The smell of cumin, allspice, frying onions and cooking meat infuses Amir Nizar Zuabi’s production of his own play, written after he and performer Corinne Jaber visited refugee camps in Lebanon and Jordan and met people living with the effects of the Syrian civil war. As Jaber narrates a story of love across war-torn countries in the Middle East she cooks kubah and mixes the sadness, violence and desolation of her tale into the little fried Syrian treats.
Her character in this short monologue is an unnamed, distracted woman making a journey from Paris to find her Syrian lover, Ashraf. Part of the resistance, and separated from his wife and daughters, Ashraf abruptly leaves France one day to return to his homeland. Jaber’s half-Syrian, half-German narrator is compelled to go after him armed only with the name of a place he may be. It’s a journey prompted by love, but really this is a search for her roots.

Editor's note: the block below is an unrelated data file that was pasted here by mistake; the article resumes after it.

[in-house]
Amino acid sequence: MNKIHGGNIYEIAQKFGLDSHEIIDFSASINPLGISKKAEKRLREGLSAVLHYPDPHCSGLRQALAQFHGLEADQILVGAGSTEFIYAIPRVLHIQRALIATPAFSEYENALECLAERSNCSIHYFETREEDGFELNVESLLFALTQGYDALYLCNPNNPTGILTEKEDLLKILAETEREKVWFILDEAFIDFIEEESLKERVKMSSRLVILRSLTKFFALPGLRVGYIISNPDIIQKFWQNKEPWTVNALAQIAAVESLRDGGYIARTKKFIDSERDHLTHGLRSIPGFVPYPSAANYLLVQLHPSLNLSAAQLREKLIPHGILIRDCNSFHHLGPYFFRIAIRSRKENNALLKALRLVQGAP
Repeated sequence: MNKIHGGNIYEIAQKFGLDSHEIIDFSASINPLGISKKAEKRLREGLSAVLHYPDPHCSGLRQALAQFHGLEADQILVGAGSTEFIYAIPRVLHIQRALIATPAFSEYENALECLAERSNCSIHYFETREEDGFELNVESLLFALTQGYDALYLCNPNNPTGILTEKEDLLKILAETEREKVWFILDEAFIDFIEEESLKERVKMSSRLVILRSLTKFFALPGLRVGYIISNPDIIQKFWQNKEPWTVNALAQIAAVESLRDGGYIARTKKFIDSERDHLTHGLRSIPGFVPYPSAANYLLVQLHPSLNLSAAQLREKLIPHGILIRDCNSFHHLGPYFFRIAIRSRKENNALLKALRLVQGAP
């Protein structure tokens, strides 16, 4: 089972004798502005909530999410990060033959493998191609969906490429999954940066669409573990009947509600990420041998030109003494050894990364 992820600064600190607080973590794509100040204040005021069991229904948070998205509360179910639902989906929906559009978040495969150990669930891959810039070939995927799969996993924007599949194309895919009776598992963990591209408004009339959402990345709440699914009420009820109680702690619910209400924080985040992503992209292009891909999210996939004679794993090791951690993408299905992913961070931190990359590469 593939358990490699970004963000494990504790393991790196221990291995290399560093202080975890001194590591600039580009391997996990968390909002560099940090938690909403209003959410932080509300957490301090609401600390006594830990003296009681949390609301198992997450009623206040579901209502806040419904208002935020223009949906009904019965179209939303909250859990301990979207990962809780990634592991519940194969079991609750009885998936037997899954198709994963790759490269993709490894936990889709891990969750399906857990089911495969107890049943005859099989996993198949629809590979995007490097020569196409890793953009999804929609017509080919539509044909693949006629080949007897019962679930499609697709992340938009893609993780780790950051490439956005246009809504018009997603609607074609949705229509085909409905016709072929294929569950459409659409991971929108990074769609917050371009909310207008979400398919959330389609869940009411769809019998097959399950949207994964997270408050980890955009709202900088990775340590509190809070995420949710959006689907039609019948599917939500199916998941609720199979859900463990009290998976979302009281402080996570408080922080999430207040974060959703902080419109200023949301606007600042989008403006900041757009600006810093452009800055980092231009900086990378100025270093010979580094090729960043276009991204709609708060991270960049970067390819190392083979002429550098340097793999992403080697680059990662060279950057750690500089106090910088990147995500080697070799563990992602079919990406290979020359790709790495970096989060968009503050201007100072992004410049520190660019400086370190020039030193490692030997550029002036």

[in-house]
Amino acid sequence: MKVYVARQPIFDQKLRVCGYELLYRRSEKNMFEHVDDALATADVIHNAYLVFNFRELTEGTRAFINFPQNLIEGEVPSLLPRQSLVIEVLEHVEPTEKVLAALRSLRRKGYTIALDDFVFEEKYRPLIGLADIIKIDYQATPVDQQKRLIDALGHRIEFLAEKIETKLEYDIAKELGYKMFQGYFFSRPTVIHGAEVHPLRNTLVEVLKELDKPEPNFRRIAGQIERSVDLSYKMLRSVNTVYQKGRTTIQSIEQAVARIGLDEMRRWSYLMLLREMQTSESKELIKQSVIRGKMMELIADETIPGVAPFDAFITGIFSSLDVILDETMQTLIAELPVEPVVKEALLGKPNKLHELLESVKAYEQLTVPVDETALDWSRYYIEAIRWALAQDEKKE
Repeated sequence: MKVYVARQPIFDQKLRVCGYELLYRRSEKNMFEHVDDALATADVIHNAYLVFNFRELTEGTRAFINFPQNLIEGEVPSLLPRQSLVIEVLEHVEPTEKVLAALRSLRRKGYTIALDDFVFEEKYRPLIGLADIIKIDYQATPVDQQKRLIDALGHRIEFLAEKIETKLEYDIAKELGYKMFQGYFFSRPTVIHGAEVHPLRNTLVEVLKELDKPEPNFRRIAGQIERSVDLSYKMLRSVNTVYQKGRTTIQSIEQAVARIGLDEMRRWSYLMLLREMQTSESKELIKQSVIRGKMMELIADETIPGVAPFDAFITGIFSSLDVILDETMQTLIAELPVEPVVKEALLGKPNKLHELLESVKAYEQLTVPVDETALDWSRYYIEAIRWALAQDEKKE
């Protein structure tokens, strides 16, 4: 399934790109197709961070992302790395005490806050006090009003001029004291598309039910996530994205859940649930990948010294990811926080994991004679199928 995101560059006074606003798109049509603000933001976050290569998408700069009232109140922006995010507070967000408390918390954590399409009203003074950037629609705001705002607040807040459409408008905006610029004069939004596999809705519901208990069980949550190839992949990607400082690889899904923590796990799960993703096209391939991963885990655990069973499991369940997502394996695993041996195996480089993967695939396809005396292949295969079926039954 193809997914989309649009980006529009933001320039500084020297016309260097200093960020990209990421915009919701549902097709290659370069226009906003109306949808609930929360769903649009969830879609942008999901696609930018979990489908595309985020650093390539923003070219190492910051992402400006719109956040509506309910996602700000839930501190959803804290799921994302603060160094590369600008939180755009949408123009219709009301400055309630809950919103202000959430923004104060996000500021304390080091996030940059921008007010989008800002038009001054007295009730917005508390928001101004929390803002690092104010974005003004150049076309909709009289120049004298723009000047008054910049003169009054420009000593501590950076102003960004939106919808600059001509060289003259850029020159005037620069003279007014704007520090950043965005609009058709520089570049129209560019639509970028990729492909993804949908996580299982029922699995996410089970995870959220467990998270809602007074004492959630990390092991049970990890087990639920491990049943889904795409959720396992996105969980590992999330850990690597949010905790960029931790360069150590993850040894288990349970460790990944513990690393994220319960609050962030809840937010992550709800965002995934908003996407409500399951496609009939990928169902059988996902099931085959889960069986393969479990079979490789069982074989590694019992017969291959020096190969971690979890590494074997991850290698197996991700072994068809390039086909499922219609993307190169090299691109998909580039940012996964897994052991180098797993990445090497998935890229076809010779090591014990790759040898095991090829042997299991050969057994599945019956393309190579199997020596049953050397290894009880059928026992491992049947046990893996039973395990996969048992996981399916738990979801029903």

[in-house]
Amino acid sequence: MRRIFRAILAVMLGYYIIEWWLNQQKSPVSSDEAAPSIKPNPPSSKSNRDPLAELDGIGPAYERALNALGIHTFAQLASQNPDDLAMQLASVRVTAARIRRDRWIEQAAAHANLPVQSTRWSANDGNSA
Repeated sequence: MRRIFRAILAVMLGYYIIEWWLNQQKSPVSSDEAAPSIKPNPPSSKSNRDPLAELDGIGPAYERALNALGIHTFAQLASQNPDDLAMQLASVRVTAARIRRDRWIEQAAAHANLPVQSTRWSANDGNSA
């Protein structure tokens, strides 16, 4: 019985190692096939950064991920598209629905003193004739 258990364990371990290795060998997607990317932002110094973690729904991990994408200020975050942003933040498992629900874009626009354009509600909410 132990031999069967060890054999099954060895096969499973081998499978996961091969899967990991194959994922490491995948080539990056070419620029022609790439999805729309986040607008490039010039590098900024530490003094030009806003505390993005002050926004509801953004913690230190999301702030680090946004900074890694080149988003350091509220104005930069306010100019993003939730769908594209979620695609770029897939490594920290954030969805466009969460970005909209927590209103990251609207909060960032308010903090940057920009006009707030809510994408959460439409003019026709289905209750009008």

She tracks Ashraf across a broken, scarred and burning landscape, meeting ordinary people – farmers, journalists, lawyers – who have all experienced horrors. As Jaber speaks, she cooks in a working kitchen, producing evocative and intense smells, which heighten a sense of otherness, but also contrast her violent descriptions with a seductive, tantalising prospect of dinner.
Nizar Zuabi’s script is poetic in its descriptions (‘Some houses are so full of holes… they look like lace’) and occasionally we are jolted into the violent reality of what is happening. But mostly it is hard to fully connect with this journey: the many views feel fractured, like diluted subplots to the main story of Jaber’s slightly bewildering search for a man she doesn’t really know.
It’s not a tale lightly told, but we’re left on its edges, looking in.
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